A Free Book Talk by Reetika Khera (Indian Institute of Management, Ahmedabad, and 2017–18 FSI-Humanities Center International Visitor)
Aadhaar, India’s unique identity system, was introduced in 2009 with the stated purpose of creating a more inclusive and efficient welfare system. Hundreds of millions of Indians were enrolled into the biometric database, with successive governments creating pressure by making it compulsory for social benefits. Even after the Supreme Court verdict in 2018, it remains a must-have for welfare.
Dissent on Aadhaar argues that Aadhaar was never really about welfare. The essays in Khera's book explain how the project opens the doors to immense opportunities for government surveillance and commercial data-mining. Focussing on Aadhaar, but drawing lessons from ID projects from other parts of the world also, the book alerts readers to the dangers lurking in such expansive digital ID projects. For example, how profiling, made possible by Aadhaar, impinges on the fundamental Right to Privacy; how surveillance leads to self-censorship and can choke free thought and expression; or how Aadhaar, contrary to government claims, excludes people entitled by right from welfare when made compulsory. On the technology side, what are the perils of using biometrics and the dangers arising from centralised databases? Who has access to all our data, and how can it be used against us?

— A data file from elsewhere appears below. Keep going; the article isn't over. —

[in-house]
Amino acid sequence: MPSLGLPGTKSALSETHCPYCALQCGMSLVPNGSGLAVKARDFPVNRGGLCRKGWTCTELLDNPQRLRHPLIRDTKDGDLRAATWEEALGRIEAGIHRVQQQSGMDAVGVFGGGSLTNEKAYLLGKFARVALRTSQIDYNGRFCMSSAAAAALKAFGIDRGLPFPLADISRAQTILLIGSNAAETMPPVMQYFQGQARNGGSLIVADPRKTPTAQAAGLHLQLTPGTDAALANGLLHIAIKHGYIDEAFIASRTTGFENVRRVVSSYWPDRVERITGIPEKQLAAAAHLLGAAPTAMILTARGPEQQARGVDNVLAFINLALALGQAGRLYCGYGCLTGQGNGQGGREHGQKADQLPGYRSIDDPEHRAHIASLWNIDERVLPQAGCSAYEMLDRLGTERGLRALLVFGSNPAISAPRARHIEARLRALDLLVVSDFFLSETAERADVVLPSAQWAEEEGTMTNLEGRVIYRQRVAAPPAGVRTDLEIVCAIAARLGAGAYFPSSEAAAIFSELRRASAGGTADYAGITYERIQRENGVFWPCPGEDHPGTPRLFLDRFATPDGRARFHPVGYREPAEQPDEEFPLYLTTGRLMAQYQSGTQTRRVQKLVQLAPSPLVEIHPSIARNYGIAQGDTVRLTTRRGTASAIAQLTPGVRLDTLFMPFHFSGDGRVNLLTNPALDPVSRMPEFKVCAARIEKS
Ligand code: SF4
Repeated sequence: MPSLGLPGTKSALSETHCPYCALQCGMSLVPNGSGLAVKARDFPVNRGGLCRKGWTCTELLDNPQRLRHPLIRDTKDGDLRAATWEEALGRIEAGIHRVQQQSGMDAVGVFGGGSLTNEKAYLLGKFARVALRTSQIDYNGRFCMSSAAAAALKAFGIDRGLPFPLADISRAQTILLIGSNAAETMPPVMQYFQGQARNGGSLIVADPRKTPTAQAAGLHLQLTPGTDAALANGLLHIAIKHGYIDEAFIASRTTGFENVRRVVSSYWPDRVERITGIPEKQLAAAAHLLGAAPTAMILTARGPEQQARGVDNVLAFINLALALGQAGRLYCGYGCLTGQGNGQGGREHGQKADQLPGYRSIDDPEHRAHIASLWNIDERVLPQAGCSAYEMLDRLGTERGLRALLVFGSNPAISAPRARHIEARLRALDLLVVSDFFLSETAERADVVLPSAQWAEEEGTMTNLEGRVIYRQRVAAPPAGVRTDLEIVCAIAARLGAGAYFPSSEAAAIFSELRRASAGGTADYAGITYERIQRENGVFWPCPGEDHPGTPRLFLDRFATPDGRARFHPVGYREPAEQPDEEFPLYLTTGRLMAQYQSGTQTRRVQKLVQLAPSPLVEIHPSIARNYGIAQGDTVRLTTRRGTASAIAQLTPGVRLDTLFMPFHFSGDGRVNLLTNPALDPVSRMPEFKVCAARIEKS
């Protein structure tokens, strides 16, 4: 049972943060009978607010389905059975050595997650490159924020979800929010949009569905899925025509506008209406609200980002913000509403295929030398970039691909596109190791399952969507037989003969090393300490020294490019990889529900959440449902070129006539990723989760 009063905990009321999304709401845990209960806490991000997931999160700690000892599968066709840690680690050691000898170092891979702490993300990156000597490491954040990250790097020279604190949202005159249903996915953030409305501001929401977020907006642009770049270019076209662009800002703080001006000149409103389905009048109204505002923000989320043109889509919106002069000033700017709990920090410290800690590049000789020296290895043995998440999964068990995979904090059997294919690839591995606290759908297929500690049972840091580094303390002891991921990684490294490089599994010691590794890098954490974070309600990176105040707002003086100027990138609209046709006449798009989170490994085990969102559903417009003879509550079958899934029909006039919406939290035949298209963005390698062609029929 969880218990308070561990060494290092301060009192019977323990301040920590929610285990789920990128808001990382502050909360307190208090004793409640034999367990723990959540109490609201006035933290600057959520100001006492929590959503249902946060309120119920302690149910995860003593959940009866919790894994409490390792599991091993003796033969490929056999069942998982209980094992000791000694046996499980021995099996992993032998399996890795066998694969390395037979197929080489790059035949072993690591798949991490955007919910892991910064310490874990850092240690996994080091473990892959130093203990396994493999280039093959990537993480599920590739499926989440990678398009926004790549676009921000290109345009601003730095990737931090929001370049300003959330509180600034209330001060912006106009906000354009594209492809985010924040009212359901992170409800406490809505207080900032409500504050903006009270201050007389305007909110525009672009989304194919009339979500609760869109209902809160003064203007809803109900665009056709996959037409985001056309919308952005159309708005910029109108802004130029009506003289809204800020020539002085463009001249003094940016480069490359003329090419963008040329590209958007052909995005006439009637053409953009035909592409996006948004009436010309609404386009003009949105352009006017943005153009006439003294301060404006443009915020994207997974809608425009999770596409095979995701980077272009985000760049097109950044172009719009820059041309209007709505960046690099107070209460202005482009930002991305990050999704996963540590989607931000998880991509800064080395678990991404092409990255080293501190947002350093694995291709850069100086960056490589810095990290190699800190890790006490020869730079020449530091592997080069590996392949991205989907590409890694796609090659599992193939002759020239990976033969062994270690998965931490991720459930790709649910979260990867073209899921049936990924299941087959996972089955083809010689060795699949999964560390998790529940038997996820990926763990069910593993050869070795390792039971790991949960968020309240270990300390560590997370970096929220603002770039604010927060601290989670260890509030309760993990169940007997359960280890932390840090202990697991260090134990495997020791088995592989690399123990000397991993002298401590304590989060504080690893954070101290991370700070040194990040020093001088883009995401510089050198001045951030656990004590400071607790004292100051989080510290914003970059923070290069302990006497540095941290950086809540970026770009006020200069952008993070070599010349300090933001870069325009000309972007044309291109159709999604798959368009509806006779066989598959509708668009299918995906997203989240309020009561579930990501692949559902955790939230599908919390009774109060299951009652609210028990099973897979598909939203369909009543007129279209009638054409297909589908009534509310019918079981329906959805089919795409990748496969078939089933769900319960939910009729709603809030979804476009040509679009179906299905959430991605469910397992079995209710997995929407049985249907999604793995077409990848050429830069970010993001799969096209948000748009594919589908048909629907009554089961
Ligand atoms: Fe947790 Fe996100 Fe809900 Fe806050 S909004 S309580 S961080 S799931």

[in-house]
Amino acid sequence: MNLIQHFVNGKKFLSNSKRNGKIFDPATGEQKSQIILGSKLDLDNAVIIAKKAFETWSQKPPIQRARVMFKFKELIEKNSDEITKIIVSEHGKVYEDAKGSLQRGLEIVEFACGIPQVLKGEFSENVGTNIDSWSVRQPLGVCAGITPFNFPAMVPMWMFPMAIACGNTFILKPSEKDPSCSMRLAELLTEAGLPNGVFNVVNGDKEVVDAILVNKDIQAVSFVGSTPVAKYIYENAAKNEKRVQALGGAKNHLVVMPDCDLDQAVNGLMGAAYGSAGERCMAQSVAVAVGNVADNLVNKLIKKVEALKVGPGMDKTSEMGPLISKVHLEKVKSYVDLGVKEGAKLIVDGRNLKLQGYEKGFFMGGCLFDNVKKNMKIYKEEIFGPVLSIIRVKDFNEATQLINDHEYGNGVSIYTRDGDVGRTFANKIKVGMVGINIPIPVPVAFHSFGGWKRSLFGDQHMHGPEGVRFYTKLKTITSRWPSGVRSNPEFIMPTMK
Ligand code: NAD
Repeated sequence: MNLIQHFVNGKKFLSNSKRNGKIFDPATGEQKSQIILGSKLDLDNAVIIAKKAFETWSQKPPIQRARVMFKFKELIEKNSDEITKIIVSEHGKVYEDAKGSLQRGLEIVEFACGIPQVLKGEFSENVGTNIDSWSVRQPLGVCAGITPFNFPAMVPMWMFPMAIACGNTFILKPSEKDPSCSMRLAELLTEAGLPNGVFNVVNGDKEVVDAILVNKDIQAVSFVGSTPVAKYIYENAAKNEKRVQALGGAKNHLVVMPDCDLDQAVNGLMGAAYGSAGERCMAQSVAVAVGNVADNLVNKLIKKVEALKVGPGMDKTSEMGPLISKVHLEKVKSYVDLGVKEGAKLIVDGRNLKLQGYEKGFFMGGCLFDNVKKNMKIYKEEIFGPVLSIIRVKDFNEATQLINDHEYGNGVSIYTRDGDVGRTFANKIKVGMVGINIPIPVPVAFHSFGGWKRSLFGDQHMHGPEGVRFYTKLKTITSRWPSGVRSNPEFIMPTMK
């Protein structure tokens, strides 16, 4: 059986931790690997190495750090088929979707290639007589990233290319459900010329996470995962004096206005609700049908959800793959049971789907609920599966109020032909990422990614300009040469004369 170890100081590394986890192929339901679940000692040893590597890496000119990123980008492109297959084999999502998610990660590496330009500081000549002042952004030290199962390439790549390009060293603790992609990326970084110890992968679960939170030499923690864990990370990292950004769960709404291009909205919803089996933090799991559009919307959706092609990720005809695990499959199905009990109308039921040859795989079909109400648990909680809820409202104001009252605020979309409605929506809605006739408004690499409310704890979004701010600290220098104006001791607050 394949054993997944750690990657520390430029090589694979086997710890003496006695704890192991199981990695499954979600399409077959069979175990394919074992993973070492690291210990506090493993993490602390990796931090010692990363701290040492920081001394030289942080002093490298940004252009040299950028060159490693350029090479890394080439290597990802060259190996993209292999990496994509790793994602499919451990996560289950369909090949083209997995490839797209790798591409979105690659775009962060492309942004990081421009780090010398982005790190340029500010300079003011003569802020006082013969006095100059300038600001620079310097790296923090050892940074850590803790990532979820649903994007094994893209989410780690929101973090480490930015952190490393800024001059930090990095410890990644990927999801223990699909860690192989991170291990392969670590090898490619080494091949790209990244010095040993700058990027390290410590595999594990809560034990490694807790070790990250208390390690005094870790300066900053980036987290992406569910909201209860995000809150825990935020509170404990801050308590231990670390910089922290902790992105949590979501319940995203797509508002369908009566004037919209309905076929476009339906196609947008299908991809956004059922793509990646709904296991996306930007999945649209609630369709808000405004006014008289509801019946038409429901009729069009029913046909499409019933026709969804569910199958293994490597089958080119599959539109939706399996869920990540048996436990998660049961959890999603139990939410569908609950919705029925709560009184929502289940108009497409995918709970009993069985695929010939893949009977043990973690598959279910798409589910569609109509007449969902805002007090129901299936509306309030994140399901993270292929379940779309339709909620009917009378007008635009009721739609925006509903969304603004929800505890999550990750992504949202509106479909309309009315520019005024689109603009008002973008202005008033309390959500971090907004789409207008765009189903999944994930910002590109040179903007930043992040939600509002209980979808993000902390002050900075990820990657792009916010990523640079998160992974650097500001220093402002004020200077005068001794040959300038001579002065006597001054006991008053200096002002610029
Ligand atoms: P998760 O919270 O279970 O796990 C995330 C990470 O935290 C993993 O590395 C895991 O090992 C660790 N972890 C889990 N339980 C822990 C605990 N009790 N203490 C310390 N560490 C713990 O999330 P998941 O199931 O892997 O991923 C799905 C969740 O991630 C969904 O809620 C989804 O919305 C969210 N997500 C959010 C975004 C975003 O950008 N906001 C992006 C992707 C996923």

With contributions from economists, lawyers, technologists, journalists, and civil liberties campaigners, the book is for everyone concerned about a healthy democracy in India and beyond.